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HELENE ELLIOTT

Jonas Hiller earns his spot for Ducks

The goalie from a small town in Switzerland was brilliant in his playoff debut.

April 18, 2009|HELENE ELLIOTT

FROM SAN JOSE — While slap shots flew at him from the blue line and Travis Moen encroached close enough to bump him, while the tension between the Sharks and Ducks spiked to nailbiting levels in their playoff opener, goaltender Jonas Hiller remained the calmest person in the building.

To understand why, you have to know that stopping 35 shots in his NHL playoff debut and leading the Ducks to 2-0 victory Thursday wasn't the most difficult feat he has pulled off.

Born in Felben Wellhausen in northeastern Switzerland, near Germany and Austria, Hiller had attended goaltending camps since he was 15 but didn't dare to believe he'd play in the NHL.

"I never really dreamed it could happen because it was just too far away," he said. "I was never in the junior national team. I was never drafted."

Not until the 2004-05 season, when the NHL shuttered its rinks because of a labor dispute and many players ventured to Europe leagues, did Hiller get noticed. It was his first season with Davos, the Montreal Canadiens of Swiss hockey, with 29 championships to their credit.

Hiller helped win two of those titles. He shared one with Joe Thornton, the bigger-than-life Sharks center who put aside his frustrations to offer tribute to Hiller on Friday. The two are still friends and work out together in Switzerland each summer.

"He kind of came out of nowhere over there, to be honest with you," Thornton said. "He just blossomed into a great goalie, actually, my first year there. For whatever reason he's been great."

Hiller played three seasons in Davos before enough people told him enough times that he was NHL material. He spurned more than a dozen offers in 2007 to sign with the Ducks, choosing them because his goalie camp instructor, Francois Allaire, was their goaltending consultant.

"I was a little patient. I didn't want to rush it," Hiller said. "I wanted to be sure back home what I'm capable of. I made the step at the right point, and I'm definitely happy where I am."

To win the starting job he had to beat out Jean-Sebastien Giguere, who won the most-valuable-player award in the 2003 playoffs and became the foundation of the Ducks' 2007 Stanley Cup triumph.

Giguere struggled this season, but Hiller didn't prevail by default. Hiller's unflappable calm and ability to play even bigger than his 6-foot-2, 193-pound build became his touchstones.

If anyone ever questioned whether Hiller deserved to start Game 1, there was no doubt in Giguere's mind.

"It's good for the team and it's good for him. He's worked hard since he's been here, and he deserves what he's getting," Giguere said.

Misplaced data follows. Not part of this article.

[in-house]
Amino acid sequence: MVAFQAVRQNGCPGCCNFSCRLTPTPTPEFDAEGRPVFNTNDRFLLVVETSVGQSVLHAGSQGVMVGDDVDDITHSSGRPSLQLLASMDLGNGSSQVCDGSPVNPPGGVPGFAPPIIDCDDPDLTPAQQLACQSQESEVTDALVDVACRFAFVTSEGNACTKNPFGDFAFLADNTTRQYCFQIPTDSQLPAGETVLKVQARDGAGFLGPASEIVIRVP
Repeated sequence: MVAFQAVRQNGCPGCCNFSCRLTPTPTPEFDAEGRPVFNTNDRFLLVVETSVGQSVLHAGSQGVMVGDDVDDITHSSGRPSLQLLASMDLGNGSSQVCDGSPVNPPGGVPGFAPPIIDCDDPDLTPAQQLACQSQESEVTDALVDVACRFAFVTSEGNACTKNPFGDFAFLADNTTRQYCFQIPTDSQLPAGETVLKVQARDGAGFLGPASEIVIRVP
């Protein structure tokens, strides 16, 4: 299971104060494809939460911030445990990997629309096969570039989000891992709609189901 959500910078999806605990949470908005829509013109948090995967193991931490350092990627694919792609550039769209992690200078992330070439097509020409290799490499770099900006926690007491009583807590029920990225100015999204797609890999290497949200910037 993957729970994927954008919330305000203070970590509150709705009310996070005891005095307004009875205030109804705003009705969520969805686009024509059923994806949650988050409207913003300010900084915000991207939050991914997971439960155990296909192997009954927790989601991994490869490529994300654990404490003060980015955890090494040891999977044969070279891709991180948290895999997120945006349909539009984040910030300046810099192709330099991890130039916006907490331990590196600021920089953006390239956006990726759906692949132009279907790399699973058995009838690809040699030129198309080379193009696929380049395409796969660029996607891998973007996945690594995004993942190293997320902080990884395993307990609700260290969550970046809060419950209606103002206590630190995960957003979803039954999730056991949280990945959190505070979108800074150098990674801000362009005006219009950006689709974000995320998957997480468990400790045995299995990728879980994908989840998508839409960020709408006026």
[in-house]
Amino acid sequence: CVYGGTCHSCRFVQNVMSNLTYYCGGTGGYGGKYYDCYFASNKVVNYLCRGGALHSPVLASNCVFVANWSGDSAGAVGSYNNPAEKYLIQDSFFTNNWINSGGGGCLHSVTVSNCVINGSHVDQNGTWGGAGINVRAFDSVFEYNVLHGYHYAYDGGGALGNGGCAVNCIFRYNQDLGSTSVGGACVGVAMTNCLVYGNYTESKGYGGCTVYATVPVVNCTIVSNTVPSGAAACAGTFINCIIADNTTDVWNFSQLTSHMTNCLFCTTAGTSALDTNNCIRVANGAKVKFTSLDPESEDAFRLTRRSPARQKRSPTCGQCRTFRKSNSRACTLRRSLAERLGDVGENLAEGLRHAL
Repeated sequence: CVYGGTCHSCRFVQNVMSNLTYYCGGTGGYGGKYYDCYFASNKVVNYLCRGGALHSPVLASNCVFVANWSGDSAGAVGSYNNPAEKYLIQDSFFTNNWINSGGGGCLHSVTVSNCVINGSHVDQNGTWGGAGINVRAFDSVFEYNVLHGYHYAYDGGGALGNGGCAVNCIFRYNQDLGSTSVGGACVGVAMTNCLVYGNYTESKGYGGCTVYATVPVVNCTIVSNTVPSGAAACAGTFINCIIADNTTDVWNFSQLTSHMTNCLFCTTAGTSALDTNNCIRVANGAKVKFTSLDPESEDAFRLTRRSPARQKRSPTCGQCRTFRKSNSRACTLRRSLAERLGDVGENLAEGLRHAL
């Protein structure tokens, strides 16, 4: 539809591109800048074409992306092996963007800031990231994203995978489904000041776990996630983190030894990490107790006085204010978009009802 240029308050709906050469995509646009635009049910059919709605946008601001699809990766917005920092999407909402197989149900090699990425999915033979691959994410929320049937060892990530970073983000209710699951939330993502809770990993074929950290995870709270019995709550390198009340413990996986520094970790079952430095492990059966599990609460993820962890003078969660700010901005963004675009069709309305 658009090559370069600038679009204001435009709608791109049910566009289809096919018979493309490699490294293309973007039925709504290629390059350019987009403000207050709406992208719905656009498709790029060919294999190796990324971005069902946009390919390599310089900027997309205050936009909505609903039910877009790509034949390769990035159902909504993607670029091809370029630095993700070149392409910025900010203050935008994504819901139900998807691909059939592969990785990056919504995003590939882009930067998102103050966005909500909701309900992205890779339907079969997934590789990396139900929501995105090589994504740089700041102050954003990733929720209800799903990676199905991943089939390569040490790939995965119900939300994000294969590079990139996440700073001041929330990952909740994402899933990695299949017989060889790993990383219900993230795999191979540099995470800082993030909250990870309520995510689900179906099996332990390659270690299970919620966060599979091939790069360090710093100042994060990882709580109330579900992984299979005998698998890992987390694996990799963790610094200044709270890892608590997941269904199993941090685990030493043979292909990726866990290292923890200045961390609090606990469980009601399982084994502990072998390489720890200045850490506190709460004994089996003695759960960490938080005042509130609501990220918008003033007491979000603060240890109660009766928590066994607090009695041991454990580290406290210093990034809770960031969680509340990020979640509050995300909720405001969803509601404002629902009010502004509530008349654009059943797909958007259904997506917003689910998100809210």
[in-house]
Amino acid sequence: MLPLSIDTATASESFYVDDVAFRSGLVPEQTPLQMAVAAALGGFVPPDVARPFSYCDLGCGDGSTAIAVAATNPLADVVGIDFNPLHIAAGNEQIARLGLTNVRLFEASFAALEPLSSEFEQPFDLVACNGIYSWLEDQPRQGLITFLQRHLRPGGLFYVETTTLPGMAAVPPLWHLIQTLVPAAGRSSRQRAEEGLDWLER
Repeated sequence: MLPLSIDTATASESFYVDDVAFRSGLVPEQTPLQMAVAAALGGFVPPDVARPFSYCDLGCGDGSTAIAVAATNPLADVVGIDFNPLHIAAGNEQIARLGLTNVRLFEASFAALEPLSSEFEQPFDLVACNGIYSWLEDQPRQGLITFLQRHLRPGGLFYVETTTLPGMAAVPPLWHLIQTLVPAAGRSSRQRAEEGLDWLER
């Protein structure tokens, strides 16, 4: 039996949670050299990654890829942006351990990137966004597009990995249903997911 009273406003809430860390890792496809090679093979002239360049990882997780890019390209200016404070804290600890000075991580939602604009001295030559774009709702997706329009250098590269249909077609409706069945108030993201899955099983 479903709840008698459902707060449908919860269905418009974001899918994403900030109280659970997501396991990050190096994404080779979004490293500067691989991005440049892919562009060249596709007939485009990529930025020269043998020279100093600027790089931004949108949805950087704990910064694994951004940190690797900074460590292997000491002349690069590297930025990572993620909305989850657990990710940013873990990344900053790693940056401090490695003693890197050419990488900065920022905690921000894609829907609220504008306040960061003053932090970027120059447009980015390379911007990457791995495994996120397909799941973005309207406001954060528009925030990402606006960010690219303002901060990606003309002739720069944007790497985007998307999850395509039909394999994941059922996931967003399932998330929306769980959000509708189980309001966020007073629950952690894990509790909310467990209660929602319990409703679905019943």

"He didn't get it out of left field. He worked for it. I'm happy for him. He's doing a great job. When he plays he's very solid, giving us a chance to win. And [Thursday] that's what he did. You can tell he's going to be a good goalie in this league."

Giguere's NHL playoff debut was equally memorable, a 63-save performance in a 2-1 victory over Detroit in 2003. He said he remembered being nervous but excited, just as Hiller was Wednesday after being told he would start and again Thursday when he took to the ice.

"For sure, I was hoping," he said of getting the start. "I actually thought I was going to be more nervous."

His Sharks counterpart, Evgeni Nabokov, understood.

"You would be nervous if you didn't play the whole season long and then go into the playoffs, but he played some key games for them," said Nabokov, who played for the Russian team Magnitogorsk against Hiller's Davos team in 2004-05.

"And I don't know if it's harder playing in the playoffs or getting to the playoffs."

For the Ducks, getting to the playoffs became possible when Hiller tied a club record by winning seven straight games in March and April. With each game he became more comfortable but never complacent.

Allaire made sure of that, motivating his pupils by saying he pushes them so hard because they're so special.

"An NHL goalie is not something you find on every corner of the street," he said. "It's rare, rare, rare kind of people, only 60 in the world."

Now, Hiller is among the even smaller group of NHL goalies whose teams lead a playoff series. The Ducks will try to extend that lead Sunday at HP Pavilion before the series shifts to Anaheim.

"It's going to be tough because we were able to win here and everybody knows San Jose is going to be even better than they were," Hiller said. "But now what we can do is play well, keep the mistakes low and see where it goes."

Where it goes is as unpredictable as a goalie going from a small town in Switzerland to the elite level in the NHL.

--

helene.elliott@latimes.com

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